I could see that the keeping of that diary had become a passion with her. She confessed herself to it as a devotee might to some spiritual adviser. She poured out her heart on those pages which no living eye but mine had ever seen, I verily believe. She was absolutely true; entirely frank. The book was a self-revelation, all unconscious. I could see the ennobling effect of that great passion. She grew greater as I read on and on. A soul was laid bare in the written pages. I seemed to be treading on hallowed ground as I tenderly turned the faded leaves. No one could ever have spoken aloud as she wrote. It's not in nature to do so. It was her secret heart, her most sacred feelings, her inmost soul that lived and vibrated in the silent letters. I seemed to be looking upon things not meant for mortal eyes.

And through it all there was a note of depreciation. Was she, could she, be worthy of him? Oh, the sweetness of the humility of a mother!

But I cannot linger to tell all the story, all I read, all I divined. At last came the entries of the present year. When he had gone away she had sworn she would be brave. He was a soldier, he must do his duty and uphold the honored name of his father; but, oh, the anxiety of it all! I could see that it had almost killed her; yet she had kept up under the dreadful strain until the news of his death came.

I am not ashamed to say that I put the book down and cried like a baby when I read what she had written. Broken-hearted sentences, bits of prayer, words of Scripture, "Oh, Absalom, my son, my son!" Tears on the pages. The leaves were alive with her words. As I said, they spoke as no human voice could have spoken. They told a tale which humanity could not have revealed. And her heart was broken.

Then came the entry on the day when I had told her she was doomed. The subdued joy with which she heard the news, with which she looked forward to the prospect of a speedy meeting, was quite evident. One phrase struck me on that page:

"The work of years is over; I lay down the pen," she had written. "Sonny Boy" – she never failed to use that title; she clung to it the more tenaciously as he grew older; it seemed very sweet to me – "is gone and I am going, thank God! In death as in life we will be together. 'The book may close over' and be opened no more. He cannot return to me, but I shall go to him. I shall write no more. I have left directions that this story of a life – or two lives, his and mine – shall be burned when I am gone to meet Sonny Boy."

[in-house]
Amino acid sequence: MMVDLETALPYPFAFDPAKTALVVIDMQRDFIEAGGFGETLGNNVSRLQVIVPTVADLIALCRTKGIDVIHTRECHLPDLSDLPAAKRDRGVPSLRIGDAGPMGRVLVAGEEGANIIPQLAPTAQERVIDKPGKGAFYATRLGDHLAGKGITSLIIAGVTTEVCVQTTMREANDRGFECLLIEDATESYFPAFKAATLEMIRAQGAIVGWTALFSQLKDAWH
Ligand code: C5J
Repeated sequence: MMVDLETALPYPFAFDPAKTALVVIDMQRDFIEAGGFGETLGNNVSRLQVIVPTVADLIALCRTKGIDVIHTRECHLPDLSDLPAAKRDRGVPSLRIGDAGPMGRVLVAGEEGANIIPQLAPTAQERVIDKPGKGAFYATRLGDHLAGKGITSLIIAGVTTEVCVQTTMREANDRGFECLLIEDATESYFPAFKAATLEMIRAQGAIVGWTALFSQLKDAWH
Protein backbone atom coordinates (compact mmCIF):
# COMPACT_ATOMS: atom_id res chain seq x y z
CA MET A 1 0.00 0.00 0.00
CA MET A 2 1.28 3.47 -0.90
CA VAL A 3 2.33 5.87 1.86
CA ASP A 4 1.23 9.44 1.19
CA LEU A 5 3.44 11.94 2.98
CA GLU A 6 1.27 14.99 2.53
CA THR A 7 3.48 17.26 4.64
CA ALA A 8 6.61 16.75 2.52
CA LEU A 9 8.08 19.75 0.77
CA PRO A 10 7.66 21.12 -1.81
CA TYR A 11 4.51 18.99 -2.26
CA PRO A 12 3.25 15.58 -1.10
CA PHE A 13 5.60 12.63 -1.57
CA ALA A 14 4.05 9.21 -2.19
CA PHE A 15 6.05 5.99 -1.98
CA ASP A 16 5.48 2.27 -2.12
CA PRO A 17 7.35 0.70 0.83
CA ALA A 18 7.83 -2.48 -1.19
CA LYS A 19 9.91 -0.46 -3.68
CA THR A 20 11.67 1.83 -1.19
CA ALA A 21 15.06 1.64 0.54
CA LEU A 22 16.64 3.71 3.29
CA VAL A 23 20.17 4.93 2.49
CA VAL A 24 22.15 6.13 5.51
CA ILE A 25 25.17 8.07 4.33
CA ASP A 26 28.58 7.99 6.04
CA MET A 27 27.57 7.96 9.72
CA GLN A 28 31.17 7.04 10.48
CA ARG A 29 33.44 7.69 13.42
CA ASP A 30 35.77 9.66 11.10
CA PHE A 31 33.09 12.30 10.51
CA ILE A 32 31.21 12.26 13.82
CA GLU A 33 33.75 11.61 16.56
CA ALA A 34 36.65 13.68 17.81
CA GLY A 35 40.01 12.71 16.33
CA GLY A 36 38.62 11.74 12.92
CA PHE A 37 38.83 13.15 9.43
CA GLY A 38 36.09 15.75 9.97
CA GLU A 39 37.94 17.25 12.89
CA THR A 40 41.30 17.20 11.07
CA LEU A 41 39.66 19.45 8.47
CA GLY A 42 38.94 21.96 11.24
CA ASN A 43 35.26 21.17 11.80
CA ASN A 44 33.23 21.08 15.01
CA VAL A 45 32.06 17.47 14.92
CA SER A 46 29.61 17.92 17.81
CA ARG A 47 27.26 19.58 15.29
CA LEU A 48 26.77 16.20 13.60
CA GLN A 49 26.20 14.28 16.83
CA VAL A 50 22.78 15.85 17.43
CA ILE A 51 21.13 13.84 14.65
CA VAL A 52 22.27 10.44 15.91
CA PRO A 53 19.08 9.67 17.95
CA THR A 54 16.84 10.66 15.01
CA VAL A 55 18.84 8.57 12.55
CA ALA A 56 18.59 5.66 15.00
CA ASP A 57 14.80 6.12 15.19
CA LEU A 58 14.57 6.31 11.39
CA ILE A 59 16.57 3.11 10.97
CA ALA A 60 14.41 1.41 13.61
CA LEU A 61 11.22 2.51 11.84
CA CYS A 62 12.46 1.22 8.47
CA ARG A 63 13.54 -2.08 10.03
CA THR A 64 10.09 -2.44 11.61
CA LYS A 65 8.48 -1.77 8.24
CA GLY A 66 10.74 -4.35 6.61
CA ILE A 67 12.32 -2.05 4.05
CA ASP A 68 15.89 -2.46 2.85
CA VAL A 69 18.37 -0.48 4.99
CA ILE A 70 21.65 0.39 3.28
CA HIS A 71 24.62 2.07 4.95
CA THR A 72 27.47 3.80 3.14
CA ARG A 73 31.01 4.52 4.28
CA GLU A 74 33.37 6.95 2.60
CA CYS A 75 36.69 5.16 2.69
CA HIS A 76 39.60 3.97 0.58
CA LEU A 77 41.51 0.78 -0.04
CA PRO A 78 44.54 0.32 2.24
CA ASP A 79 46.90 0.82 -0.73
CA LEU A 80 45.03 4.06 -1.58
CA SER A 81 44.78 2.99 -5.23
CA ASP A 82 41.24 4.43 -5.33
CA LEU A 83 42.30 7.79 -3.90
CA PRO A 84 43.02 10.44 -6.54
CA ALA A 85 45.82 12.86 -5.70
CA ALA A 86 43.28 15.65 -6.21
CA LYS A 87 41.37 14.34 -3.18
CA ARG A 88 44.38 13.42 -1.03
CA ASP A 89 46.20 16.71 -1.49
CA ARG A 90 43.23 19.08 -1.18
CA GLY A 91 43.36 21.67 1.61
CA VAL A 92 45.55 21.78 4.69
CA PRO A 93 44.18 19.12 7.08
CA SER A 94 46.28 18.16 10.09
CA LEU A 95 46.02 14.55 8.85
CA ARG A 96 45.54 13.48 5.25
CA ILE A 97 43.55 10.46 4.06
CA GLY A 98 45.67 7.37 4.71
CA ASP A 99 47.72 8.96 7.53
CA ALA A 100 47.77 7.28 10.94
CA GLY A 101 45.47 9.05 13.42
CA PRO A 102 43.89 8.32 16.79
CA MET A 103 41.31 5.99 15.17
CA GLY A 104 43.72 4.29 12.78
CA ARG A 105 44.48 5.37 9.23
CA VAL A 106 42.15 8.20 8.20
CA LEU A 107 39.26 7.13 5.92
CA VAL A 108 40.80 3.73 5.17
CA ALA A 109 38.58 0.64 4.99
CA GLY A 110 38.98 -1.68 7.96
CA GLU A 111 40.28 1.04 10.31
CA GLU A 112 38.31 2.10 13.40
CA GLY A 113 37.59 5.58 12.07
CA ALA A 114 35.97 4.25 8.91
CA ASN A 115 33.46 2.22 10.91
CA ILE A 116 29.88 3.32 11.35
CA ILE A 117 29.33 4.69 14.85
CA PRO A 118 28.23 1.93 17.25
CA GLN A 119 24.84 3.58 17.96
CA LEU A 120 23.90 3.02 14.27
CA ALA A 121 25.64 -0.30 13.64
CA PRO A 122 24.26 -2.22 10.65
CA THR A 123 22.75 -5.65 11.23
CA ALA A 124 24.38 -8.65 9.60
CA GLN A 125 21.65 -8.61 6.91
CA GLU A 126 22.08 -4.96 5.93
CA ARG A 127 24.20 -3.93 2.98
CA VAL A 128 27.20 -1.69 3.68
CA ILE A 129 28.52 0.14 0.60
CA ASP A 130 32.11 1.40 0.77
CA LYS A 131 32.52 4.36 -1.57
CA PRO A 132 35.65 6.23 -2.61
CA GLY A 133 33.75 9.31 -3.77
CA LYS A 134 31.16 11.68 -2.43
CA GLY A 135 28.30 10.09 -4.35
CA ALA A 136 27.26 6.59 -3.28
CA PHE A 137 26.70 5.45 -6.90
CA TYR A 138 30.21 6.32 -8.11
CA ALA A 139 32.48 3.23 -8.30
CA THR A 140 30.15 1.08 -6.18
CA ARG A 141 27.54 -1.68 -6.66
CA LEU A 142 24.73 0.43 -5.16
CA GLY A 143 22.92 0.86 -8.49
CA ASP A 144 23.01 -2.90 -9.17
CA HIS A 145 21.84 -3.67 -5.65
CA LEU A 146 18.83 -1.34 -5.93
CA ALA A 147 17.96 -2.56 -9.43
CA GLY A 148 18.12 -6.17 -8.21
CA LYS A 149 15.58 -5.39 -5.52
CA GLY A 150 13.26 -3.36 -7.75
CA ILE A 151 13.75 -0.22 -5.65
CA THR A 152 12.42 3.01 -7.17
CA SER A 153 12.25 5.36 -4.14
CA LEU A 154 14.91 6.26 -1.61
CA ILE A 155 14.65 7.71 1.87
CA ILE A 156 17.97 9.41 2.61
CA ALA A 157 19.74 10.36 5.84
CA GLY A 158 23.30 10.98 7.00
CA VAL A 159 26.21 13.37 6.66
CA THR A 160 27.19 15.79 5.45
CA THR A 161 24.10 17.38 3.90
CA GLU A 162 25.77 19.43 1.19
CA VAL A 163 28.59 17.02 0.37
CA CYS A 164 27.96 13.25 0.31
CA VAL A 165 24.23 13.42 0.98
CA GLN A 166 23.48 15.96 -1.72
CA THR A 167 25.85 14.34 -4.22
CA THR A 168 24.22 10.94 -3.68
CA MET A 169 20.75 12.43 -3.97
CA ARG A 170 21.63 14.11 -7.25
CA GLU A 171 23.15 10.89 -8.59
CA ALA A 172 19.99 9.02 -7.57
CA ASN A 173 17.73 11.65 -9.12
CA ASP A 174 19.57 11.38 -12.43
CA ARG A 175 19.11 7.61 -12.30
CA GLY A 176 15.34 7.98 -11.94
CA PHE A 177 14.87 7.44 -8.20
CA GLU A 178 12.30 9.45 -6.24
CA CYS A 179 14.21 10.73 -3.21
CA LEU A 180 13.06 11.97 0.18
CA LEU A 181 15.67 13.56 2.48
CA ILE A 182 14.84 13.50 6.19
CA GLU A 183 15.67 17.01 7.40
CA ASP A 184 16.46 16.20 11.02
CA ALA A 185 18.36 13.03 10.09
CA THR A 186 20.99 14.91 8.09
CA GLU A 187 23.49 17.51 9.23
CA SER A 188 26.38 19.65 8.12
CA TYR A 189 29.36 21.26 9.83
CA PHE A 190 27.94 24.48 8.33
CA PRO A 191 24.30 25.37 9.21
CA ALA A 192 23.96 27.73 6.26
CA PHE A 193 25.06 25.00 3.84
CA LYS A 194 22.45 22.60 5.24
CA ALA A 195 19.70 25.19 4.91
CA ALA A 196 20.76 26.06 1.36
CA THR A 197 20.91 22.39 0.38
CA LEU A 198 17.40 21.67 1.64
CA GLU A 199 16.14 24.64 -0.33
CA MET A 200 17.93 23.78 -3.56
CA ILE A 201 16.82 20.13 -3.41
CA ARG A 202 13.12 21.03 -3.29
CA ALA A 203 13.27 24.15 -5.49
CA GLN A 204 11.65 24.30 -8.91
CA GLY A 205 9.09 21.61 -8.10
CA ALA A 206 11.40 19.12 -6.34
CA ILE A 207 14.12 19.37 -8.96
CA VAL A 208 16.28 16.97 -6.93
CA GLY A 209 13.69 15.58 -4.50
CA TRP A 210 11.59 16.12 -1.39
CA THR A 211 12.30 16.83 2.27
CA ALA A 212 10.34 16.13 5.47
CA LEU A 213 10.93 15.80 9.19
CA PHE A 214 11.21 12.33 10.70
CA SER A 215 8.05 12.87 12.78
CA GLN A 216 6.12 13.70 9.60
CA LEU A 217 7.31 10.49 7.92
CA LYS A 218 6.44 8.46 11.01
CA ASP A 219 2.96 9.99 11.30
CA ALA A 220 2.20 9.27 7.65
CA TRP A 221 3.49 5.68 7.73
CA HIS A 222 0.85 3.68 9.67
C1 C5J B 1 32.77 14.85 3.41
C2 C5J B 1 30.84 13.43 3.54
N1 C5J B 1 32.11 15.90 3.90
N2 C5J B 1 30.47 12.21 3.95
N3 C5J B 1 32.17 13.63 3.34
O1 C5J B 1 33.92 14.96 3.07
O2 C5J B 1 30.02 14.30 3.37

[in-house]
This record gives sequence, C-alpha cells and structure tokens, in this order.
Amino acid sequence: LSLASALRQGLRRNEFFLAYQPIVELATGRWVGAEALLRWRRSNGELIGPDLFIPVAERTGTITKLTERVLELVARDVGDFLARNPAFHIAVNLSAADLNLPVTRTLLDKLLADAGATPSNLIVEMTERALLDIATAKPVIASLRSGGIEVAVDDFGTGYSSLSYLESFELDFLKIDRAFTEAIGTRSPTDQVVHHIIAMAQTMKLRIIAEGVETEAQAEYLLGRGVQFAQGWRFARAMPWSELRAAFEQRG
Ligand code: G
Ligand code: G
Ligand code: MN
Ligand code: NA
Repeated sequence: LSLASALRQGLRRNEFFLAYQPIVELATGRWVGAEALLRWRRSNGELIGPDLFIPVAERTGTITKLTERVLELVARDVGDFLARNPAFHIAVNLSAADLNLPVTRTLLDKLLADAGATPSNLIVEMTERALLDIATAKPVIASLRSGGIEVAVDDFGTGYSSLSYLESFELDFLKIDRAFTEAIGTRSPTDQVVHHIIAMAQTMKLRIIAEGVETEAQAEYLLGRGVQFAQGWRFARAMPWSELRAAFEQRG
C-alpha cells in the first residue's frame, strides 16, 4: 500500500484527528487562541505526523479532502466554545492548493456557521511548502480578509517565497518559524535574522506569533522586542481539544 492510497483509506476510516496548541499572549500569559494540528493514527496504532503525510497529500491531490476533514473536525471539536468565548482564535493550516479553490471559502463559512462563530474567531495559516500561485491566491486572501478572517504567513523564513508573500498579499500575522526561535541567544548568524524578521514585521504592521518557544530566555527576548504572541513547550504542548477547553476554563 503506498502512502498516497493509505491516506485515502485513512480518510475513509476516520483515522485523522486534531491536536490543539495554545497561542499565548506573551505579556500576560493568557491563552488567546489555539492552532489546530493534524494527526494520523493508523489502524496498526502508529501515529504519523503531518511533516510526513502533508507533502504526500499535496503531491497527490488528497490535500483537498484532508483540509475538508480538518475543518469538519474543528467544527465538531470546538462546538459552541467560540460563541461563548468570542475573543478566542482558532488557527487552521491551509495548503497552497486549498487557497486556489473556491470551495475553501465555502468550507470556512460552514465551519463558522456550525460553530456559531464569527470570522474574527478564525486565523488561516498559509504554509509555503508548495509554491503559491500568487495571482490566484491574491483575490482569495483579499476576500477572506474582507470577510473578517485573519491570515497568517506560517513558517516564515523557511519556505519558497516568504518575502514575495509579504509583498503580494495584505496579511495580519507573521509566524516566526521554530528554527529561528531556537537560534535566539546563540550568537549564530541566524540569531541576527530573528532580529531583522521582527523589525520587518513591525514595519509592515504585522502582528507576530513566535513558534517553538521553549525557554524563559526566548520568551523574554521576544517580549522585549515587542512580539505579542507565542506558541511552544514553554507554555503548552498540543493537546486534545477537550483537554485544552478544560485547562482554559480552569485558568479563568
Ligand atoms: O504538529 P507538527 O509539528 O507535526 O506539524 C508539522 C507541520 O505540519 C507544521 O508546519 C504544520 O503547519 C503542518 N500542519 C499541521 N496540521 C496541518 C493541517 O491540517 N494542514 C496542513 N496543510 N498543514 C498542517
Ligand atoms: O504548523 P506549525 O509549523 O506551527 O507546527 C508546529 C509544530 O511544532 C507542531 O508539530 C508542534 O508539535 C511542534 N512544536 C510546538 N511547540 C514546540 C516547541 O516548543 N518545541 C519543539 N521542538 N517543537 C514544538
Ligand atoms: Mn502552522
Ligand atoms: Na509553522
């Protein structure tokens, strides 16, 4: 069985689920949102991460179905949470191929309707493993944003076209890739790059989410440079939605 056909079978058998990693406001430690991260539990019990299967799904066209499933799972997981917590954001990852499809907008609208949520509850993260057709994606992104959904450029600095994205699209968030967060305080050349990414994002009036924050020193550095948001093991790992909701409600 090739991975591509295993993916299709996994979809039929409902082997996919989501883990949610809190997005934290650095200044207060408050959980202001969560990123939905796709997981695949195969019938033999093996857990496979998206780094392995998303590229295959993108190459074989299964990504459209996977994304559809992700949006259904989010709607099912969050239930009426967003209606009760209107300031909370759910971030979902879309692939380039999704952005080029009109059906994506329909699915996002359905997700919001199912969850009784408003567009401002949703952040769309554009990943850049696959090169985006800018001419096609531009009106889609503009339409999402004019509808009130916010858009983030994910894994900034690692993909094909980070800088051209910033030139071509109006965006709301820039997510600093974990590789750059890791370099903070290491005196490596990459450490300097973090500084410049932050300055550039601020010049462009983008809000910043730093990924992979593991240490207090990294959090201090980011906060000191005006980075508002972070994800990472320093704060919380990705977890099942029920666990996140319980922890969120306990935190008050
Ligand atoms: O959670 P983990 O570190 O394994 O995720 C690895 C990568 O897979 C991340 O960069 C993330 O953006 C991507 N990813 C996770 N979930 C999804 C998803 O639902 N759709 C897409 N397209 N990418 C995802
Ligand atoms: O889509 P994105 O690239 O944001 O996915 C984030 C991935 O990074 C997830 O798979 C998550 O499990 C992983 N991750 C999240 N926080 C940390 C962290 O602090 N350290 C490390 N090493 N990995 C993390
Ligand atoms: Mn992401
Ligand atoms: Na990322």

But on the next page the entries began again. She had taken up her wonted life-long task once more when she found that he was living. Curiously enough, while there was joy in the pages now, I seemed to read in them more of regret – in spite of herself. The doom written against her could not be revoked. Yet the conditions were changed. She had to look forward to a long parting instead of an eternal meeting, and it hurt her. Yet she must live until he came back. I saw it was her will power alone that kept her up. She must see him again before she went out into the dark, or the light rather, to wait for him.

So, in a hand that grew more feeble from day to day, she jotted down her hopes and longings for her son. How much the trembling letters told of her growing weakness! how different were the characters from the bold, flowing, graceful writing of the beginning!

Finally I came to the entry – the last – on the day she had received the news of his approaching marriage. Oh, the anguish that ran through the written words! They seemed to gasp out her grief from the page; sometimes I could scarcely decipher them. I turned back to the entry following the report of his death, and I declare it was no more heart-broken. Another woman had come between them. With unconscious cruelty, in that fatal letter George had told her over and over again how much he loved the woman he was about to marry. She could not get away from it. Innocently enough, he had given her to understand that he loved the girl more than all the world. Thoughtlessly he plunged this dagger into his gentle mother's heart.